How to Create a Sustainable Restaurant Menu

how to create a sustainable restaurant menu
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Food waste is a massive and global issue. According to the United Nations Food Waste Index Report from 2021, around 931 million tonnes of food waste was generated in 2019. Staggering 26 percent of that food waste came from – food service. 

These massive amounts of food that are produced but land in the trash – are responsible for 8-10% of global greenhouse gas emissions. So, implementing sustainable practices in the food service industry could provide multiple benefits for the planet and the overall profitability of restaurants. 

According to Recycle Track Systems, the restaurant industry in the US spends around $162 billion yearly because of wasted food. This is a waste of money, energy, and resources. 

Restaurants could become sustainable and environmentally friendly as well as more profitable. The first step they could take is to create a sustainable restaurant menu. Let’s see what they need to do.

Planning is a must and less is more

The first step in creating a sustainable restaurant menu is planning. The chef should design daily offers a few days in advance, and accordingly, order groceries. It is important to order minimum quantities of easily perishable products – like fruits and vegetables. 

When those groceries spoils there is no other option but to throw them in the trash. If that happens often, restaurants can accumulate a great deal of unnecessary costs. For restaurants that want to brand themselves as sustainable – this is also important regarding resource wastage and the mentioned environmental impacts of wasted food.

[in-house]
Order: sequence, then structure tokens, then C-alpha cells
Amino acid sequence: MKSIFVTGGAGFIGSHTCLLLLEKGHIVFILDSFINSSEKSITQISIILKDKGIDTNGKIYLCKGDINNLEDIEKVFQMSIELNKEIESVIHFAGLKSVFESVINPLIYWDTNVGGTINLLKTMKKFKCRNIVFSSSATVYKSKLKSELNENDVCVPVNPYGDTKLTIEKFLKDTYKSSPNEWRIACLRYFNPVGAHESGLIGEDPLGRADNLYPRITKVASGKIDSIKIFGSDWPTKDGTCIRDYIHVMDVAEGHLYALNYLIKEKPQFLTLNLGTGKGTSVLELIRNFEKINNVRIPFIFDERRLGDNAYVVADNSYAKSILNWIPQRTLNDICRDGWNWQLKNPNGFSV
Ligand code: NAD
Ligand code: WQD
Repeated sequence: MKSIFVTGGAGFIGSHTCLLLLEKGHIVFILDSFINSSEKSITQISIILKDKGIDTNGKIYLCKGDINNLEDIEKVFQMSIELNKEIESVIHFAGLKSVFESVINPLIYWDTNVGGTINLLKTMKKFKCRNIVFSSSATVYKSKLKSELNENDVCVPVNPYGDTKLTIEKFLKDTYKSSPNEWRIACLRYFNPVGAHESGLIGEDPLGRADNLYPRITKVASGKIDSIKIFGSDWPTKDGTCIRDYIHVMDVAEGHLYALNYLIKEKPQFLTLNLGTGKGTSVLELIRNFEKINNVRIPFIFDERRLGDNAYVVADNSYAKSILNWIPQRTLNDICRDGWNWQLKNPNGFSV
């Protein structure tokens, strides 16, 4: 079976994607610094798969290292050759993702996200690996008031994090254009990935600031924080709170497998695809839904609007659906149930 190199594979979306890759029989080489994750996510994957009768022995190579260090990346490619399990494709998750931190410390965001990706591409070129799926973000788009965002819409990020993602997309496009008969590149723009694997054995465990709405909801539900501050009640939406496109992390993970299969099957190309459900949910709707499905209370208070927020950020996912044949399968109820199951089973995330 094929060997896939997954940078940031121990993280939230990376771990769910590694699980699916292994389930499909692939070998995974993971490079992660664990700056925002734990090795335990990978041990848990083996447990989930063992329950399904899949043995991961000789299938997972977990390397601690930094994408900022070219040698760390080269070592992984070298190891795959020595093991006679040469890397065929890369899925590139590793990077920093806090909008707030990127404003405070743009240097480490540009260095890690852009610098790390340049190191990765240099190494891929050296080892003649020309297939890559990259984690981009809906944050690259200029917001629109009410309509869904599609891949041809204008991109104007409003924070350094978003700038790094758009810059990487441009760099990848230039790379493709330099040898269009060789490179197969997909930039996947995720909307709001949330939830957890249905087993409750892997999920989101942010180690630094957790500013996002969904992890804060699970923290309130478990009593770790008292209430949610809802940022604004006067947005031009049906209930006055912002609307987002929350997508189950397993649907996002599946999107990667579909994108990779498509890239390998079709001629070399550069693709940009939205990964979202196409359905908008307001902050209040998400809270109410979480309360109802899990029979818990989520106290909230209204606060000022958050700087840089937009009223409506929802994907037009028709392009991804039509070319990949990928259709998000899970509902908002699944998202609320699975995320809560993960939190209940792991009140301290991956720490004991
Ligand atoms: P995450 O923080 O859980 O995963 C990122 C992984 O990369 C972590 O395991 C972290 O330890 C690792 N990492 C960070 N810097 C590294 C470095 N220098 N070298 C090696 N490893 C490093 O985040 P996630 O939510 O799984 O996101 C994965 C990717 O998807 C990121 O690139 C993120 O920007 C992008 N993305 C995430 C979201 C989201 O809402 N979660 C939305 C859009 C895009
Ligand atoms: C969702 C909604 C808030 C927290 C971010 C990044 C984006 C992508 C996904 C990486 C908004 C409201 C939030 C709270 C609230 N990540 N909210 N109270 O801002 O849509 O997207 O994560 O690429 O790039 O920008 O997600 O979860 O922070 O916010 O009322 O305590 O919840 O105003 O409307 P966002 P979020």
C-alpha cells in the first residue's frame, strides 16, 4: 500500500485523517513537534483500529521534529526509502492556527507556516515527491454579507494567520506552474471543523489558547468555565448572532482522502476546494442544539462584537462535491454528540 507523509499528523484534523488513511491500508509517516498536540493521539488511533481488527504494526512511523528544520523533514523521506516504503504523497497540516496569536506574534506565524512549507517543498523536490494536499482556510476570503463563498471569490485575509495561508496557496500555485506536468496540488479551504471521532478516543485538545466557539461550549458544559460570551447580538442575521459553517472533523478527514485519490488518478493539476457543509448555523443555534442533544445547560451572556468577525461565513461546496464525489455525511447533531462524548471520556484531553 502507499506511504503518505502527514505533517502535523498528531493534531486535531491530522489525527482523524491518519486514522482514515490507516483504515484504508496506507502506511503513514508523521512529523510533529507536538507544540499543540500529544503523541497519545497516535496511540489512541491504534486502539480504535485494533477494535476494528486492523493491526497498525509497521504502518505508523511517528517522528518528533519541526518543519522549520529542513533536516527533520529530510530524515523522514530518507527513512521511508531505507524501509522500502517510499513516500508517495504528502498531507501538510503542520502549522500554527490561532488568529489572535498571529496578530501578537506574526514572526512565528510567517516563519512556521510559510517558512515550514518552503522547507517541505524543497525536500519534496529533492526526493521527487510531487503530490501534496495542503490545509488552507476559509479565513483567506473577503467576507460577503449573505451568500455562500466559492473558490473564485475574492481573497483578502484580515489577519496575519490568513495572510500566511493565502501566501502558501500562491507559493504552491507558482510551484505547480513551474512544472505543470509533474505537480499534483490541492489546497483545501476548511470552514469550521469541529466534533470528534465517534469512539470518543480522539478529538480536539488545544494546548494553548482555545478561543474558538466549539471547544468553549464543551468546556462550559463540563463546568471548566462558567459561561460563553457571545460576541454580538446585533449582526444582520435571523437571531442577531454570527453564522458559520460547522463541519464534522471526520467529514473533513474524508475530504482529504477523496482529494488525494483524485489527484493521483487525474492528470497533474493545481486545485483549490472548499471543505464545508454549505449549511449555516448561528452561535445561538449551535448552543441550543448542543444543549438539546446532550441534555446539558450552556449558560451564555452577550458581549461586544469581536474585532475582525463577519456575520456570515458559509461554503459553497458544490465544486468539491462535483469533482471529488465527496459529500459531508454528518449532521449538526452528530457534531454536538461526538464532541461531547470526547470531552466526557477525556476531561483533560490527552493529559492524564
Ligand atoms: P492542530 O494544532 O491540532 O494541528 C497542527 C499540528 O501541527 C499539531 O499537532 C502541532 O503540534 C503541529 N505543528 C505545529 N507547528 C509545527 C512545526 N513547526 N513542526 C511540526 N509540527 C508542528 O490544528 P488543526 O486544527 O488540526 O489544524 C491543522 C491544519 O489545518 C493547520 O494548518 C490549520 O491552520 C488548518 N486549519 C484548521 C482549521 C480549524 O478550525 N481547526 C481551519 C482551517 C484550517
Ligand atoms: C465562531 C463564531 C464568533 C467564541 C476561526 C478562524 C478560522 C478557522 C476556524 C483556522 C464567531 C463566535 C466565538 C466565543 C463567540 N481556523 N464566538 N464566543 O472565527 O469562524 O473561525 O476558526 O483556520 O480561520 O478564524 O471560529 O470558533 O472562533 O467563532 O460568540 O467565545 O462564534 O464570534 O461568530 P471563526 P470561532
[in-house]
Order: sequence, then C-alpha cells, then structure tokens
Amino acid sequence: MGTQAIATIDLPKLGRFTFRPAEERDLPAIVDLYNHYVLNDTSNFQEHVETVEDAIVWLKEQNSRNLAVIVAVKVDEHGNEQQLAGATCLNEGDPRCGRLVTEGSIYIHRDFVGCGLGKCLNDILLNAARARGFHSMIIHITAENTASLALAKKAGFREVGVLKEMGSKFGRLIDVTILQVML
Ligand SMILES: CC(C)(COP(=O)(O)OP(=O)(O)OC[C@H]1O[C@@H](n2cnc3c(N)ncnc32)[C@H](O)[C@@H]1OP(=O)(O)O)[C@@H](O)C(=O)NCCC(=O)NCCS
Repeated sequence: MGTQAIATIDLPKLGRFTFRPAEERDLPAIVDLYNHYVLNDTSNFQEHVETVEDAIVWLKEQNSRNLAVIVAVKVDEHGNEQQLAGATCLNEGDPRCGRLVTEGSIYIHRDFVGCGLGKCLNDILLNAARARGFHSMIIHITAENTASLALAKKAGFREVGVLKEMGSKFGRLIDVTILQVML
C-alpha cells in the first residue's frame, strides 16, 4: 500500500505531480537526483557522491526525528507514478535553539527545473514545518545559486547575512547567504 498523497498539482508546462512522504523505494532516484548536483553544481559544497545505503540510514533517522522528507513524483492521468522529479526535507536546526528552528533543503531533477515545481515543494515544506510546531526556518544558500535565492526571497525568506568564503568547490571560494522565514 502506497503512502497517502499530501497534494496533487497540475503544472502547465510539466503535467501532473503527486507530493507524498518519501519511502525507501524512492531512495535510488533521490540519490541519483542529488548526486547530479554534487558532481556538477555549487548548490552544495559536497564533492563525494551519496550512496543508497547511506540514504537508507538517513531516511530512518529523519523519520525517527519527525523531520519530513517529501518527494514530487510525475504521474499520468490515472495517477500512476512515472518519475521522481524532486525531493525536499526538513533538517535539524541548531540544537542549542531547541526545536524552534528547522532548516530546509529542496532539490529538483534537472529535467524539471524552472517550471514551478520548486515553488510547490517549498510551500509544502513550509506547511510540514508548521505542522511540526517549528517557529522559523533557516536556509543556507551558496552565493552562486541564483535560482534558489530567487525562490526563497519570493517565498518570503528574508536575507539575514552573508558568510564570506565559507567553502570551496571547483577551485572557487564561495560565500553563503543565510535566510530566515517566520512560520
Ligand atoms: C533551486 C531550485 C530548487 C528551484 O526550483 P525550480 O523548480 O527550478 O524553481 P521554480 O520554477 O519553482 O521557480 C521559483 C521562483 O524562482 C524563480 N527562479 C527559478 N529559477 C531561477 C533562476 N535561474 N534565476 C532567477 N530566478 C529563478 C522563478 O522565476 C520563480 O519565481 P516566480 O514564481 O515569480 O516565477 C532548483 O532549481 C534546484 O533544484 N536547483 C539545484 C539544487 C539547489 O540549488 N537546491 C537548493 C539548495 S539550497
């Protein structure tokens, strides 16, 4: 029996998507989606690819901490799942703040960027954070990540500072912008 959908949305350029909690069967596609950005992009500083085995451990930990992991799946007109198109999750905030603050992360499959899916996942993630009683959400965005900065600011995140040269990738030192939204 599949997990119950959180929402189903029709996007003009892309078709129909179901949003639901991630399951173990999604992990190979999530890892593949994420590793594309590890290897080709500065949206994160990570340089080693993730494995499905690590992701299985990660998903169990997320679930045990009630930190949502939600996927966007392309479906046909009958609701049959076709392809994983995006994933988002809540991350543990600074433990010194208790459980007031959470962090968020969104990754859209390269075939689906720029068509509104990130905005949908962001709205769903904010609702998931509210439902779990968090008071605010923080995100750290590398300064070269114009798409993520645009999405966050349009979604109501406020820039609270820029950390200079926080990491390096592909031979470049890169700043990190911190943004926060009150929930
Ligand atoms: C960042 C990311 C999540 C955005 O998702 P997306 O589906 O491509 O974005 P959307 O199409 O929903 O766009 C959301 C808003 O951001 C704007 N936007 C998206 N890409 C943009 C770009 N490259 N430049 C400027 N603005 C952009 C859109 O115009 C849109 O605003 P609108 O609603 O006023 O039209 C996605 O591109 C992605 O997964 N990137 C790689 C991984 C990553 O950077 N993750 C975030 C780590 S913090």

To make this kind of planning possible, the best practice to implement when creating a menu is to focus on a high-quality few dishes rather than a wide range of average, or even below-quality dishes. In other words – less is more in this case.

Sustainable and seasonable procurement

Restaurants that want to be called green need to have sustainable seasonable procurement. In practice, that means local procurement of food. There are many benefits of local procurement:

  • less energy wasted on transport
  • less pollution and packaging waste, 
  • support for the local economy.

But, the first thing you have to do before finding local suppliers is to define how many miles it is ok to travel to call your food – local food. There are various definitions. According to the – we would say the outdated definition from 2008 of the U.S. Congress Food, Conservation, and Energy Act – “locally or regionally produced agricultural food product” can only travel less than 400 miles from its origin, or within the State in which it is produced. 

Some other sources claim that local ingredients are 30 to 50 miles from the point of sale. 

The fewer miles the better, since fewer miles means cutting costs on transport and ensuring fresh ingredients make the tastiest meals with the highest nutrition values. 

Due to local food procurement, chefs must create different seasonal menus in agreement with local suppliers. When you organize your operations like that you can say you are running a sustainable restaurant business.

Grow your vegetables and herbs in the restaurant

You can go one step further from buying local, organic food and start growing vegetables in your restaurant.